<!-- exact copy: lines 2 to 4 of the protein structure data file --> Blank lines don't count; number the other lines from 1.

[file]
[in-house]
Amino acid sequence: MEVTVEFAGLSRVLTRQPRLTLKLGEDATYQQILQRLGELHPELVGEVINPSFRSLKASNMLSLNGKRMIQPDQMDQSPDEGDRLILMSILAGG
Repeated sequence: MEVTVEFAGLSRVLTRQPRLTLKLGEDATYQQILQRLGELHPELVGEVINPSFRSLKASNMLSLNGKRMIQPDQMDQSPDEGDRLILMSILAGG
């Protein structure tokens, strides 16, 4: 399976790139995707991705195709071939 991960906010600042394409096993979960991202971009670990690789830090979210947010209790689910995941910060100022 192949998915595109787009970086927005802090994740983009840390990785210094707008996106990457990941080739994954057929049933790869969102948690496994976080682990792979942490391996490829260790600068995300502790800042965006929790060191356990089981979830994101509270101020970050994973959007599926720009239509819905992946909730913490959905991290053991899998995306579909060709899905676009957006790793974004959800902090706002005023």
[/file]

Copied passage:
Amino acid sequence: MEVTVEFAGLSRVLTRQPRLTLKLGEDATYQQILQRLGELHPELVGEVINPSFRSLKASNMLSLNGKRMIQPDQMDQSPDEGDRLILMSILAGG
Repeated sequence: MEVTVEFAGLSRVLTRQPRLTLKLGEDATYQQILQRLGELHPELVGEVINPSFRSLKASNMLSLNGKRMIQPDQMDQSPDEGDRLILMSILAGG
């Protein structure tokens, strides 16, 4: 399976790139995707991705195709071939 991960906010600042394409096993979960991202971009670990690789830090979210947010209790689910995941910060100022 192949998915595109787009970086927005802090994740983009840390990785210094707008996106990457990941080739994954057929049933790869969102948690496994976080682990792979942490391996490829260790600068995300502790800042965006929790060191356990089981979830994101509270101020970050994973959007599926720009239509819905992946909730913490959905991290053991899998995306579909060709899905676009957006790793974004959800902090706002005023």